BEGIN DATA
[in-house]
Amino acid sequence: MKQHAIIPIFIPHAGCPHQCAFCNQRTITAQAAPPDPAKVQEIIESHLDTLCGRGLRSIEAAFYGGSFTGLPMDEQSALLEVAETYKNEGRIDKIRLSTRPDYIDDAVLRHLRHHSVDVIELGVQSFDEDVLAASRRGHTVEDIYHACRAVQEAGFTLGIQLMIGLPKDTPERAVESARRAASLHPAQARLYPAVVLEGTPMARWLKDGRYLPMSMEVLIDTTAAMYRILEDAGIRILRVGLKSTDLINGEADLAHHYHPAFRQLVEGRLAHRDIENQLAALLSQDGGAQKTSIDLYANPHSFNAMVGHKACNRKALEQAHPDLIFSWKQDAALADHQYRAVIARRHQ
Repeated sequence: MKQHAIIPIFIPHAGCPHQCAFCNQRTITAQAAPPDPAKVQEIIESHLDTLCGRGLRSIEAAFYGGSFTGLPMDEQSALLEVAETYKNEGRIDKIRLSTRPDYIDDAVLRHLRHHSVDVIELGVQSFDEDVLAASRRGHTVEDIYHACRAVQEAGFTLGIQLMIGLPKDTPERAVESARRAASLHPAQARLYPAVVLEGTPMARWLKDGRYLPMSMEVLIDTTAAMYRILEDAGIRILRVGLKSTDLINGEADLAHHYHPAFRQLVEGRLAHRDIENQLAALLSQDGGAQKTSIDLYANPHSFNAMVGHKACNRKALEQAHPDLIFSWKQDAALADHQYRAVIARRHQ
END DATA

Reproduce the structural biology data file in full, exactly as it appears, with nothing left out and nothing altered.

[in-house]
Amino acid sequence: MKQHAIIPIFIPHAGCPHQCAFCNQRTITAQAAPPDPAKVQEIIESHLDTLCGRGLRSIEAAFYGGSFTGLPMDEQSALLEVAETYKNEGRIDKIRLSTRPDYIDDAVLRHLRHHSVDVIELGVQSFDEDVLAASRRGHTVEDIYHACRAVQEAGFTLGIQLMIGLPKDTPERAVESARRAASLHPAQARLYPAVVLEGTPMARWLKDGRYLPMSMEVLIDTTAAMYRILEDAGIRILRVGLKSTDLINGEADLAHHYHPAFRQLVEGRLAHRDIENQLAALLSQDGGAQKTSIDLYANPHSFNAMVGHKACNRKALEQAHPDLIFSWKQDAALADHQYRAVIARRHQ
Repeated sequence: MKQHAIIPIFIPHAGCPHQCAFCNQRTITAQAAPPDPAKVQEIIESHLDTLCGRGLRSIEAAFYGGSFTGLPMDEQSALLEVAETYKNEGRIDKIRLSTRPDYIDDAVLRHLRHHSVDVIELGVQSFDEDVLAASRRGHTVEDIYHACRAVQEAGFTLGIQLMIGLPKDTPERAVESARRAASLHPAQARLYPAVVLEGTPMARWLKDGRYLPMSMEVLIDTTAAMYRILEDAGIRILRVGLKSTDLINGEADLAHHYHPAFRQLVEGRLAHRDIENQLAALLSQDGGAQKTSIDLYANPHSFNAMVGHKACNRKALEQAHPDLIFSWKQDAALADHQYRAVIARRHQ